# 2nd Grade Word Problems NBT Place Value

\$4.50

Total Pages: 35+
File Size: 4 MB

## Description

This 2nd Grade Word Problems NBT Place Value unit is a Short Answer resource to use when teaching place value and base ten! There are short answer questions for topics such as comparing numbers, place value, 2-digit and 3-digit addition and subtraction, 100 more/100 less and 10 more/less, and more! This is perfect to use when teaching students how to answer constructed response questions.

In this pack, you are able to choose the format that you would like to use for your students. You can either print the pages of as traditional worksheets to put into a folder or a binder. Or you could print the strips off for an interactive notebook.

*There is now a digital component included in this resource. The word problem worksheets are now created in Google Slides.

There is also a problem solving strategy page at the beginning. One is a poster to print and keep in your classroom. The other are small bookmarks for students to hold onto while they are learning.

This item aligns to the Common Core standards for the Numbers and Operations in Base Ten (NBT) domain, but you don’t have to be a Common Core classroom to use this pack!

#### Topics Covered:

• Base-Ten Blocks
• Hundreds, Tens, and Ones
• Skip Counting by 5, 10, 100
• Number Names
• Expanded Notation
• Representing 3-digit numbers
• Comparing Numbers
• Adding and Subtracting within 100 (double digit)
• Adding and Subtracting with 1000 (three digit)
• Mentally add/subtracting 10 or 100
• Adding 3 or 4 two-digit numbers
• Explaining place value strategies

You can save money by buying this interactive notebook pack in a bundle of four other CCSS math short answers!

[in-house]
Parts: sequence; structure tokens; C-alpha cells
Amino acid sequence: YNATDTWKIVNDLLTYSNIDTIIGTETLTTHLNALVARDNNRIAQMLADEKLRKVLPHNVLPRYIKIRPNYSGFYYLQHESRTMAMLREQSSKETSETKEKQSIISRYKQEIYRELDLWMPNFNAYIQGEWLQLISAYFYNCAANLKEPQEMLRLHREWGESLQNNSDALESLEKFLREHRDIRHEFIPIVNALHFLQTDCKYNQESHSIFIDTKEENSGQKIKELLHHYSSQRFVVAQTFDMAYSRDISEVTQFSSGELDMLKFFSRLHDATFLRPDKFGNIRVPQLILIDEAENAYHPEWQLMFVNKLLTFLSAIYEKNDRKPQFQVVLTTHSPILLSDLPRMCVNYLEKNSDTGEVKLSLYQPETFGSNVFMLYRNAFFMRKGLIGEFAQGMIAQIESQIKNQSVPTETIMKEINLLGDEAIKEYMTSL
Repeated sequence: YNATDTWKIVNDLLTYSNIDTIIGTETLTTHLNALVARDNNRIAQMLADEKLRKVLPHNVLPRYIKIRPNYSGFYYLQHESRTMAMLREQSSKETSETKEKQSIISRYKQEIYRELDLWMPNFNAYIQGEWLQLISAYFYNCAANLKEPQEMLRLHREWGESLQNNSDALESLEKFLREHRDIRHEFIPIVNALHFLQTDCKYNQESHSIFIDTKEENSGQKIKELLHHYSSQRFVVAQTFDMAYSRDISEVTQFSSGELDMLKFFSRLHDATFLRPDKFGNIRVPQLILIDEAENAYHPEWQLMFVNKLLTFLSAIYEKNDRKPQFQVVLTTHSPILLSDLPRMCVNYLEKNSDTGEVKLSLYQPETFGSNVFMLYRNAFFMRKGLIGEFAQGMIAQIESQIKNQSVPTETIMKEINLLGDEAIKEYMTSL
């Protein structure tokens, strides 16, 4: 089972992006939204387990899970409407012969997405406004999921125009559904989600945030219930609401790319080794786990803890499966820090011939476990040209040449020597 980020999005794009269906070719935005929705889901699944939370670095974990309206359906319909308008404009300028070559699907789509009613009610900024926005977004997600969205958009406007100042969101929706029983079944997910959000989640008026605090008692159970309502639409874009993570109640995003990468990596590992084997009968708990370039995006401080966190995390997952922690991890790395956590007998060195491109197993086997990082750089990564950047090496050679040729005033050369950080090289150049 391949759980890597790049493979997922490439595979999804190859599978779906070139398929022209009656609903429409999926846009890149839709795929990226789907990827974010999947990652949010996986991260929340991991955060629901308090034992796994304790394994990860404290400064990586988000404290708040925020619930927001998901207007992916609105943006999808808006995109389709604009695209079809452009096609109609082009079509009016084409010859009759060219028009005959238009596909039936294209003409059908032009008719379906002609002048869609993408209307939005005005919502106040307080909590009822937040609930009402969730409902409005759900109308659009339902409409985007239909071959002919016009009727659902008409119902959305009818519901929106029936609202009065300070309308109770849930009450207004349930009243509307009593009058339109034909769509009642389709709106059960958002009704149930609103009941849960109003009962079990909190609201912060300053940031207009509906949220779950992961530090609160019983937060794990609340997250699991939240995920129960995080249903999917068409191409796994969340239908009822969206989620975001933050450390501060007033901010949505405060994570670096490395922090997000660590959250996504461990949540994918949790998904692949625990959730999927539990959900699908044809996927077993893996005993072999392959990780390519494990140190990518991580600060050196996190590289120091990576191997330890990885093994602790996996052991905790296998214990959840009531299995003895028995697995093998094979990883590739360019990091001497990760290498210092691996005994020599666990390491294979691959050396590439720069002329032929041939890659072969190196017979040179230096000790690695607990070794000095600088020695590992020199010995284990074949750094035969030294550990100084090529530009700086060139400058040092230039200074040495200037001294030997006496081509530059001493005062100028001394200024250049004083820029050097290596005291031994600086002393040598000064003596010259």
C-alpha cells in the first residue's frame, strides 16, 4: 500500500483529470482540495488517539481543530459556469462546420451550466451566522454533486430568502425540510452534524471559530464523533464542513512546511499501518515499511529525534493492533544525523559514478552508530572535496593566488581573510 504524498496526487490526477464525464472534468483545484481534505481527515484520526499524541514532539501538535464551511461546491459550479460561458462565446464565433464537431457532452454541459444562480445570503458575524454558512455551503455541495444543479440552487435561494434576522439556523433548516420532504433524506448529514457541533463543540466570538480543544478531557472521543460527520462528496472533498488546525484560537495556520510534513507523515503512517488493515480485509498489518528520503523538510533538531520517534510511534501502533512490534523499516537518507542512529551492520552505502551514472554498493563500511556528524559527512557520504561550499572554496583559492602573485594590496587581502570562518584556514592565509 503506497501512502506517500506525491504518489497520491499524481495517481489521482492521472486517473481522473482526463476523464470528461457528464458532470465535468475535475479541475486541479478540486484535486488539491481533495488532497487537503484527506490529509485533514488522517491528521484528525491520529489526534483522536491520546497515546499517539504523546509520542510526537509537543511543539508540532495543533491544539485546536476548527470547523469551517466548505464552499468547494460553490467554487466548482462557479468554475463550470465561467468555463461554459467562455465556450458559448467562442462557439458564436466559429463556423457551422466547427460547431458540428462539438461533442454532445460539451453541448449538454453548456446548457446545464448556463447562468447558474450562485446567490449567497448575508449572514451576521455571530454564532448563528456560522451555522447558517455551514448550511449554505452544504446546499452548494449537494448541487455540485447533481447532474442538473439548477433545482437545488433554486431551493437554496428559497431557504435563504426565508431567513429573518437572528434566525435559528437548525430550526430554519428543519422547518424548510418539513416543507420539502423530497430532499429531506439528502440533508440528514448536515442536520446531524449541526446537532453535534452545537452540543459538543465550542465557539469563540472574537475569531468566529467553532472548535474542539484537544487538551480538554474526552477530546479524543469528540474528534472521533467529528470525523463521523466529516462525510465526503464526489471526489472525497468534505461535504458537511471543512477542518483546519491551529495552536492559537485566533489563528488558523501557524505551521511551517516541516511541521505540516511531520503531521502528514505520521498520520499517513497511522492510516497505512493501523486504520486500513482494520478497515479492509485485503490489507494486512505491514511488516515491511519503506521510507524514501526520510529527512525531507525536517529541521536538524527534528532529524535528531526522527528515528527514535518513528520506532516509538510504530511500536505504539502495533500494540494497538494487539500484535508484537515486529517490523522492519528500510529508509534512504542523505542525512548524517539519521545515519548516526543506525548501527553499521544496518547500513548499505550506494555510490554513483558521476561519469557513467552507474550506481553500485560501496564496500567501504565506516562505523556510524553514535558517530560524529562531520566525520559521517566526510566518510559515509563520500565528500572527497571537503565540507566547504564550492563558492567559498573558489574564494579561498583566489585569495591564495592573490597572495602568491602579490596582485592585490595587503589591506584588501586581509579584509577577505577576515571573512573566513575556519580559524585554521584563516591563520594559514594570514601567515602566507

You can also save even MORE money by buying this pack within the Second Grade Common Core Math Mega Bundle!

Not interested in the bundles? But want more 2nd Grade NBT products?
Centers – NBT
Printables – NBT
Interactive Notebook templates – NBT

This 2nd Grade Word Problems NBT Place Value purchase is for one single classroom only.

CCSS.Math.Content.2.NBT.A.1 (2.NBT.1)
Understand that the three digits of a three-digit number represent amounts of hundreds, tens, and ones; e.g., 706 equals 7 hundreds, 0 tens, and 6 ones. Understand the following as special cases:

CCSS.Math.Content.2.NBT.A.1.a
100 can be thought of as a bundle of ten tens — called a “hundred.”

CCSS.Math.Content.2.NBT.A.1.b
The numbers 100, 200, 300, 400, 500, 600, 700, 800, 900 refer to one, two, three, four, five, six, seven, eight, or nine hundreds (and 0 tens and 0 ones).

CCSS.Math.Content.2.NBT.A.2 (2.NBT.2)
Count within 1000; skip-count by 5s, 10s, and 100s.

CCSS.Math.Content.2.NBT.A.3 (2.NBT.3)
Read and write numbers to 1000 using base-ten numerals, number names, and expanded form.

CCSS.Math.Content.2.NBT.A.4 (2.NBT.4)
Compare two three-digit numbers based on meanings of the hundreds, tens, and ones digits, using >, =, and < symbols to record the results of comparisons. Use place value understanding and properties of operations to add and subtract.

CCSS.Math.Content.2.NBT.B.5 (2.NBT.5)
Fluently add and subtract within 100 using strategies based on place value, properties of operations, and/or the relationship between addition and subtraction.

CCSS.Math.Content.2.NBT.B.6 (2.NBT.6)
Add up to four two-digit numbers using strategies based on place value and properties of operations.

CCSS.Math.Content.2.NBT.B.7 (2.NBT.7)
Add and subtract within 1000, using concrete models or drawings and strategies based on place value, properties of operations, and/or the relationship between addition and subtraction; relate the strategy to a written method. Understand that in adding or subtracting three-digit numbers, one adds or subtracts hundreds and hundreds, tens and tens, ones and ones; and sometimes it is necessary to compose or decompose tens or hundreds.

CCSS.Math.Content.2.NBT.B.8 (2.NBT.8)
Mentally add 10 or 100 to a given number 100-900, and mentally subtract 10 or 100 from a given number 100-900.

CCSS.Math.Content.2.NBT.B.9 (2.NBT.9)
Explain why addition and subtraction strategies work, using place value and the properties of operations.

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